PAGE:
Retailers Get Hip to Recommerce: Why this Trend is Here to Stay

When Macy’s and J.C. Penney unveiled their partnerships with resale marketplace ThredUp to sell used clothes and accessories in some of its stores this past fall, a quiet movement toward retail resale or recommerce started to get loud.

Given the increased focus on sustainability and an Instagram-fueled focus on one-of-a-kind, vintage items, it was only a matter of time before it became impossible to ignore the revenue potential of recommerce.

In fact, the secondhand market is projected to grow to $51 billion in five years and be 1.5x the size of fast fashion by 2028. And, 33% of luxury consumers report that they’d buy more from their retailers of choice if secondhand options were offered. The rise of recommerce speaks to what today’s consumers want: The ability to break free of fashion’s traditional seasonal cycle and access products from high-quality brands at lower prices.

The Trend is Unstoppable Because it’s Generational

A GlobalWebIndex survey done with Snap of 79,000 consumers aged 16-22 across 45 markets found that Generation Z’s economic impact is greater than that of past generations at the same age. In the U.S. alone, those younger consumers already spend $44 billion annually and influence a total of $600 billion in household spend, according to research firm Mintel.

Many Gen Z members identify as conscious consumers making purposeful purchase decisions. A whopping 74% of 18-29-year-olds prefer to purchase from sustainable brands and shopping within the recommerce market fits this criteria. One in three Gen Z consumers are expected to buy secondhand this year alone, proof this trend has staying power.

People care about quality. There are brands that Millennials and Gen Z gravitate toward because of their brand promise. Patagonia is a good example. While the merchandise they sell may carry a heftier price tag, consumers understand that these aren’t “one and done” purchases. Patagonia even has a Worn Wear program so that items with wear and tear can be refurbished and resold to last even longer. When consumers choose to invest in a company like this, it’s with intention as they believe it’s reflecting their own values. This in turn increases loyalty to the brand.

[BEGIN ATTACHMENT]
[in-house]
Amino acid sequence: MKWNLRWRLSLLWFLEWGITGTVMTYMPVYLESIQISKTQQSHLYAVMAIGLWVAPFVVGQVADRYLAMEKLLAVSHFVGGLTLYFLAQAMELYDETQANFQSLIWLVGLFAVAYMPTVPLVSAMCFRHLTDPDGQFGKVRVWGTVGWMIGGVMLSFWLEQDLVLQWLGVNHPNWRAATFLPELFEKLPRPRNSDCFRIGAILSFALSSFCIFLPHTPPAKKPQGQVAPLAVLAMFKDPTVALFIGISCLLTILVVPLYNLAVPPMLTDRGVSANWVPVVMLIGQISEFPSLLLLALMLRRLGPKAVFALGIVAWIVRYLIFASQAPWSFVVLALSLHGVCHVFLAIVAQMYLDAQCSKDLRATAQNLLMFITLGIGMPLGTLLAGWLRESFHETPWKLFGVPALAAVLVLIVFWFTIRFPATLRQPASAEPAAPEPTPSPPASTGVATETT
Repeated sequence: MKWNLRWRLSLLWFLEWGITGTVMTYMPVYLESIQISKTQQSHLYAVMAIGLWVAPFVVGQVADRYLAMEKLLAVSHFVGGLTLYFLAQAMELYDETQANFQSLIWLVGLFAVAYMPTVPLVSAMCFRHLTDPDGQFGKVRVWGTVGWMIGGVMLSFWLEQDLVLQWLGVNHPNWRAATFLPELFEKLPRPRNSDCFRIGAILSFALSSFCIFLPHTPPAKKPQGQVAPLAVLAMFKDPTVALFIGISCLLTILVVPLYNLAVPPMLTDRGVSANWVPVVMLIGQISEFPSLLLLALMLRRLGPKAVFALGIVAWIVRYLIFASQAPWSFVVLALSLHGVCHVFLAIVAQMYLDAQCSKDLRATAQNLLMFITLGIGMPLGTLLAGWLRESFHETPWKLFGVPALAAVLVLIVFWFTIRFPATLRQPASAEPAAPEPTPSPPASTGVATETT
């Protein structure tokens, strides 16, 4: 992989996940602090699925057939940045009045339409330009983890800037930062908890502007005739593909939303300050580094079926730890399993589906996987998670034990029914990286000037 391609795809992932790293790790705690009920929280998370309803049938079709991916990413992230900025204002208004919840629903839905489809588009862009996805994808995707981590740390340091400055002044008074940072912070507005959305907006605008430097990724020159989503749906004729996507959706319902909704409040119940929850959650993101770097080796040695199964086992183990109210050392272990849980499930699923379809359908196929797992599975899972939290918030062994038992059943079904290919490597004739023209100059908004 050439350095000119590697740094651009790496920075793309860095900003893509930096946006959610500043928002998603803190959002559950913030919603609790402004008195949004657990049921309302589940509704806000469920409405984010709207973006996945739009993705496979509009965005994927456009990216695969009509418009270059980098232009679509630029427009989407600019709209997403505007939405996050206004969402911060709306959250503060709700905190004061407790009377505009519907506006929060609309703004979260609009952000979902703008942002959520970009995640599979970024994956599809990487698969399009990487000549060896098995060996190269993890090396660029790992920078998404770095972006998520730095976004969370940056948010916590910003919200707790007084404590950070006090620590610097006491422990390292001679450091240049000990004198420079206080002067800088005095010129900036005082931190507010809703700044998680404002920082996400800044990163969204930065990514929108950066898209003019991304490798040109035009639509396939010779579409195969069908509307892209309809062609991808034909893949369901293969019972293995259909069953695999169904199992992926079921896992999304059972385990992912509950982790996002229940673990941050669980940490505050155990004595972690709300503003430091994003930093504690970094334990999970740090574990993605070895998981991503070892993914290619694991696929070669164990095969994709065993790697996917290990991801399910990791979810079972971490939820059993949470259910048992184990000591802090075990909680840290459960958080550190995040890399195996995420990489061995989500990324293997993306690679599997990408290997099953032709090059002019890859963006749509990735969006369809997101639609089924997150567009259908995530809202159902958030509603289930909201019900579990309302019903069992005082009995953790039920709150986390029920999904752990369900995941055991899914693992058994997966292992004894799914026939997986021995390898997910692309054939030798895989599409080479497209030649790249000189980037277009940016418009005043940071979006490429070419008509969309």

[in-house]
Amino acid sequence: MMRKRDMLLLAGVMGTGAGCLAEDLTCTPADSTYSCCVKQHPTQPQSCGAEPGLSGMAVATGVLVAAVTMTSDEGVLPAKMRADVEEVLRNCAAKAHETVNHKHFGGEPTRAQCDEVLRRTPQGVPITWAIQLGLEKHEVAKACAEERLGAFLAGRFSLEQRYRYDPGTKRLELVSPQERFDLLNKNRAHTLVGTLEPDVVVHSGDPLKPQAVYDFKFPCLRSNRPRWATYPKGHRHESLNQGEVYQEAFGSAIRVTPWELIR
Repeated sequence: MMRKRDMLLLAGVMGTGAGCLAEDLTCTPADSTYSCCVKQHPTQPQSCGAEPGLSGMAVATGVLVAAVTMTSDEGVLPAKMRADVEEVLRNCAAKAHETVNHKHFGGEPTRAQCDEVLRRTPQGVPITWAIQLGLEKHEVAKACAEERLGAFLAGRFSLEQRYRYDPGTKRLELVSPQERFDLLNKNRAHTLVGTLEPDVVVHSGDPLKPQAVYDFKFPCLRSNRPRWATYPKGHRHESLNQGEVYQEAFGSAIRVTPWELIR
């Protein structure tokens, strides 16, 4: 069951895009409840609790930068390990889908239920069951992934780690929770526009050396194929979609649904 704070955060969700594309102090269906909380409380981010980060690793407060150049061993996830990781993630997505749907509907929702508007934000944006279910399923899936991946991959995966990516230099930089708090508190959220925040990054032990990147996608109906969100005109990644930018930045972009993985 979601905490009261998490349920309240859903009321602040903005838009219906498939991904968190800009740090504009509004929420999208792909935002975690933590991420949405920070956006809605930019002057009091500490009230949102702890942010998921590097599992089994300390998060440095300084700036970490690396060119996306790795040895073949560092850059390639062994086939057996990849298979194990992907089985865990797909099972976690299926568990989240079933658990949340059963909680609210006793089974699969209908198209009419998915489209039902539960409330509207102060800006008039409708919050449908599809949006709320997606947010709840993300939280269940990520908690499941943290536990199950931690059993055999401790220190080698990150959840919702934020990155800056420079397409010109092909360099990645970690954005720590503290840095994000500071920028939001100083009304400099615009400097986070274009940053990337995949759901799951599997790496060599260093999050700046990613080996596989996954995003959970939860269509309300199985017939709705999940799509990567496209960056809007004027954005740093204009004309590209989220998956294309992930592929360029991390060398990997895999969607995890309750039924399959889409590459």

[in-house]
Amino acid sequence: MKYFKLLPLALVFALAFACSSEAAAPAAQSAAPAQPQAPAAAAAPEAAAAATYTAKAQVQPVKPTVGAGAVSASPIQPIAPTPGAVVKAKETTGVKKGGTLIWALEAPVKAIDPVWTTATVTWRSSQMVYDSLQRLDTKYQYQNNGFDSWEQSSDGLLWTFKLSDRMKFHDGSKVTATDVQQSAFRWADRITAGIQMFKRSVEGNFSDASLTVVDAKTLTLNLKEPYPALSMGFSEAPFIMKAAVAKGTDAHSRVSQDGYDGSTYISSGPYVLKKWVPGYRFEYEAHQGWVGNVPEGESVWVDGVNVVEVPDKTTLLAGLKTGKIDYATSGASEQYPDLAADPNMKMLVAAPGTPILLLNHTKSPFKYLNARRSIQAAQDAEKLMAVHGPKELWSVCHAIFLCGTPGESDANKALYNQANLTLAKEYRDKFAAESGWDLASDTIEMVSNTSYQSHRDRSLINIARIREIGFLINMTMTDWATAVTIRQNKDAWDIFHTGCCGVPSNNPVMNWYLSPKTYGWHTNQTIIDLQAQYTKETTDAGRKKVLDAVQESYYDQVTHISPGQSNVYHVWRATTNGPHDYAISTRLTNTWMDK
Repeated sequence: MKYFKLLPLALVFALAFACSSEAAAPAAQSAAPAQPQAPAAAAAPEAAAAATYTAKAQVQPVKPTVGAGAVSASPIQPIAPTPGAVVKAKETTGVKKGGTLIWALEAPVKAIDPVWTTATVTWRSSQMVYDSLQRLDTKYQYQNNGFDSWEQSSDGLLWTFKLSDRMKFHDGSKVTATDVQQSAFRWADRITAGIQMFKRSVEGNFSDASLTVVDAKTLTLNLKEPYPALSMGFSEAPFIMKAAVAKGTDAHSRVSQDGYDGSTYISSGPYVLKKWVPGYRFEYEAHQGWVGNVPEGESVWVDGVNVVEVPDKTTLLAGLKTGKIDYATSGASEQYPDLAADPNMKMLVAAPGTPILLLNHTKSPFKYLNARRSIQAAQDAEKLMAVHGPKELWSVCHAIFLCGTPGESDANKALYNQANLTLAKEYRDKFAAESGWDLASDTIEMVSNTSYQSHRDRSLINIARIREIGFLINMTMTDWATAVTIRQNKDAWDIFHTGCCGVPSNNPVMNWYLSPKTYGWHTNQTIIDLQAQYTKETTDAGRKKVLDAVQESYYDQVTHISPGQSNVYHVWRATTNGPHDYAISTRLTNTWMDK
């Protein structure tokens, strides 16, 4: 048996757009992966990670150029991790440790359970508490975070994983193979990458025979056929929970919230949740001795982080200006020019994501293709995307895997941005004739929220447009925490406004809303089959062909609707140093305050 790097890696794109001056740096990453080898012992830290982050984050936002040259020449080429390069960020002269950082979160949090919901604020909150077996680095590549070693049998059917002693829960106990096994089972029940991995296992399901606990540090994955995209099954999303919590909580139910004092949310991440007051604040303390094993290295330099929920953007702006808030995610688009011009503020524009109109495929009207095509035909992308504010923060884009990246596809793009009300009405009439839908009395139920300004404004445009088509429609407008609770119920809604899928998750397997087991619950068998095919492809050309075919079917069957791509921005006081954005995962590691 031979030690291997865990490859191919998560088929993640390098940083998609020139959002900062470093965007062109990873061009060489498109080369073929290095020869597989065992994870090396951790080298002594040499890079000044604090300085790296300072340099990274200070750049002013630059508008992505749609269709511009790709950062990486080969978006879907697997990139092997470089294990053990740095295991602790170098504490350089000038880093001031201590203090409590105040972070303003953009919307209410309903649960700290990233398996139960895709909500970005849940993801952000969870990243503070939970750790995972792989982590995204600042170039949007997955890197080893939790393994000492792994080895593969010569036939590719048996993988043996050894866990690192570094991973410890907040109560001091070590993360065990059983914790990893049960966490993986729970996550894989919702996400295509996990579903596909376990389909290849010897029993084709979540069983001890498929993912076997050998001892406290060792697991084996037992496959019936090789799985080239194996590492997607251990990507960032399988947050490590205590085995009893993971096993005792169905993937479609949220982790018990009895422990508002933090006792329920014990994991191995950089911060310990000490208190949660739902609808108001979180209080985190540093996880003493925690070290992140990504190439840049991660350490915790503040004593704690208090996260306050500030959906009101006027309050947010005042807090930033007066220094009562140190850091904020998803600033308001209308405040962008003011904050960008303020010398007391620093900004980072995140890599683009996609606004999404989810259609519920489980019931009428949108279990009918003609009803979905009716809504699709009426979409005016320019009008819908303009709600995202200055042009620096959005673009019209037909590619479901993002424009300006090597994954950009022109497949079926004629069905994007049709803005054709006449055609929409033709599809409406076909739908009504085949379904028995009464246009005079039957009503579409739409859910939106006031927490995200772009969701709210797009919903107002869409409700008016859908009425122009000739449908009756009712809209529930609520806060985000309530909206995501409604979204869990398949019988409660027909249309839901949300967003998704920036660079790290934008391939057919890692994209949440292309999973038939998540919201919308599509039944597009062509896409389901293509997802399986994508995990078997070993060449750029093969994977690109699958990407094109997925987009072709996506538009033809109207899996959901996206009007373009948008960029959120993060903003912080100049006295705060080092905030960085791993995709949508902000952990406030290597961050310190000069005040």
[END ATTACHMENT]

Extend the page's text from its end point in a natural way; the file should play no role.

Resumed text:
Another example is Rent the Runway, which tackles a host of sustainability initiatives, including renting, reselling and donating. Consumers gravitate towards services like this for two reasons: 1) they’re trying to remain conscious of their impact on the environment; this is a way to reduce that effect while acquiring less new things; 2) they aspire to higher end, luxury goods yet require a more affordable price point. It’s organizations like these that are changing the retail landscape, and Millennials and Gen Z are embracing it.

Incorporate Reverse Logistics into the Customer Experience

At its core, partnering with resale or recommerce marketplaces helps retailers drive both store and online traffic, and it caters to the rise of the conscious consumer. To be successful with this approach, retailers and brands need to ensure that the customer experience is at its best, which is doubly challenging due to the circular dynamic of resale. In resale, forward and reverse logistics are fundamental to the customer experience.

Consumers need to be able to send their purchases back with ease, whether from a store or a site. It’s imperative for retailers to offer the same experience both purchase and post-purchase (i.e., receiving a receipt and then tracking the package for delivery) as they do when accepting items for resale. They should be able to easily track shipping of their resale items as well as process returns and receive a fast credit in their account.

The circular dynamic of resale or recommerce adds complexity and costs, but is fundamental to creating exceptional customer experiences and winning the loyalty of the next generation of consumers.

Erik Morton is SVP, Product and Strategy for CommerceHub

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